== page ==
This is a tortuous pop ballad of the highest calibre; few boybands of the era managed to sound so genuinely cut up as *NSYNC do here. It’s a situation of their own making, but that’s no comfort here; in fact, it’s precisely that which is causing such torment. There’s a beautiful poignancy to the lyrics: “You confessed your love, undying devotion, I confessed my need to be free”, telling of a situation that many of their fans might not have identified with at the time, but most will have (from either perspective) in the years since. And Thinking Of You (I Drive Myself Crazy) captures that inner-turmoil perfectly. This is just before the point where *NSYNC will start to realise that things will be okay in the end. But for the time being, they’re stuck firmly in the pit of despair: “Where was my head, where was my heart, now I cry alone in the dark”.
Bleak as Thinking Of You (I Drive Myself Crazy) can be, the song benefits greatly from being recorded somewhere between *NSYNC and No Strings Attached. It’s clear at this point that the team working with the group had a much clearer idea of their identity – even if the original version did mess with the formula. The arrangement of the vocals feels more cohesive than some of *NSYNC’s earlier material, and the production hits all the bubblegum pop beats you’d expect, with a profoundly satisfying progression through the verses and choruses.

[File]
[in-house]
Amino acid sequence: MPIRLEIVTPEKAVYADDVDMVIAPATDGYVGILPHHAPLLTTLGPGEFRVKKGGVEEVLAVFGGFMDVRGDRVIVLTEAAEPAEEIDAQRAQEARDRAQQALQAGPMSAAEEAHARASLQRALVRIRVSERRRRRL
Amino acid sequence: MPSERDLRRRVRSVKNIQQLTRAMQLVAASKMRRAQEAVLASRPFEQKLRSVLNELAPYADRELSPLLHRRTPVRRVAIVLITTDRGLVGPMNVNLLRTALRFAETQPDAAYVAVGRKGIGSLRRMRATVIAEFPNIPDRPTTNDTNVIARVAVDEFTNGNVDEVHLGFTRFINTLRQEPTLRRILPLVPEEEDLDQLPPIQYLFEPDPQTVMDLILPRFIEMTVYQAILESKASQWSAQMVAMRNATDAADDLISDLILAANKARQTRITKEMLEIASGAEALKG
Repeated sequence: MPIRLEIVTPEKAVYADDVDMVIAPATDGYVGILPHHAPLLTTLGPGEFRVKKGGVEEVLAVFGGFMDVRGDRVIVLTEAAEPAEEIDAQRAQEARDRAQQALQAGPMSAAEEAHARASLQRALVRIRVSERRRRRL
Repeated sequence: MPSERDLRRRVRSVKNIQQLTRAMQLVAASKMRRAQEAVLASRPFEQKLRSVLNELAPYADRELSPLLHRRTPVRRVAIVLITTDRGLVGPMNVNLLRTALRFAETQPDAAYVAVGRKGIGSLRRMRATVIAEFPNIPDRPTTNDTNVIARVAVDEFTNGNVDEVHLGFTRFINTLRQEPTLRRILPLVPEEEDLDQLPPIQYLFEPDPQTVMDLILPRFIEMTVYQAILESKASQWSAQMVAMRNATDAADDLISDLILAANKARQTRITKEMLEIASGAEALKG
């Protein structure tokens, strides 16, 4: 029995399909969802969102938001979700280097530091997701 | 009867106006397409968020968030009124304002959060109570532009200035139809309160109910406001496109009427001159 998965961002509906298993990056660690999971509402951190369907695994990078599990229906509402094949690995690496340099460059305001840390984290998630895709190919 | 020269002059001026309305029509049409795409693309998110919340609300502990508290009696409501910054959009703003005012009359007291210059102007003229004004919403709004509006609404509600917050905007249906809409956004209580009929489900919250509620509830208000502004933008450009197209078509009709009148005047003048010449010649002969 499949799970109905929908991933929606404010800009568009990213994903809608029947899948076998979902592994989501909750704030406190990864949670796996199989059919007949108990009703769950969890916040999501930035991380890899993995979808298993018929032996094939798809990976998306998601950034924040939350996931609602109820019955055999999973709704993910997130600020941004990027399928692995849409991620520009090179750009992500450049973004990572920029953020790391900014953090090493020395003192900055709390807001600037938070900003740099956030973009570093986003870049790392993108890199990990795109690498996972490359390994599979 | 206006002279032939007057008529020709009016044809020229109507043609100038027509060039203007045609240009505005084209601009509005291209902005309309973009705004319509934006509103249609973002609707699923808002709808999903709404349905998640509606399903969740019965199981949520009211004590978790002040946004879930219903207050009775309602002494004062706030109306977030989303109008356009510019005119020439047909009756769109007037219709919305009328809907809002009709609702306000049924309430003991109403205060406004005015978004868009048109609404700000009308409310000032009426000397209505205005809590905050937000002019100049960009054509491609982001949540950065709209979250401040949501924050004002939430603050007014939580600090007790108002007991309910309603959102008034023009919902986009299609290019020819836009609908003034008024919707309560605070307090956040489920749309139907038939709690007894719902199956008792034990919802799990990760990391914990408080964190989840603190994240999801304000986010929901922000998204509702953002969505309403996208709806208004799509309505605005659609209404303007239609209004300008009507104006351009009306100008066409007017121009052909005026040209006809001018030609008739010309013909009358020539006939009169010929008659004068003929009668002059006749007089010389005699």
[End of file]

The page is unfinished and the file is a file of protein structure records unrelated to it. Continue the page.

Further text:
The remix delivers a greater pay off in the build-up to the final chorus. The generous lashings of electric guitar are shamelessly – yet quite appropriately – melodramatic and steer Thinking Of You (I Drive Myself Crazy) towards a climax which threatens to turn itself inside out. And without a doubt, it delivers. As the song swings into a key-change, JC Chasez gives what may well be the performance of his career, which is not a statement to make lightly. His ad-libs over the final minute of the track are sublime; sometimes gently stretching the melody and at other times tearing it apart. There’s such all-consuming agony conveyed in JC’s big: “I drive…myself…crazy, Crazy, CRAZY, CRA-ZAY-YEAH” moment that it dismisses any notion of this as ‘just another boyband ballad’. This is the sound of someone getting under the skin of the lyrics and singing for survival. It’s incredibly powerful.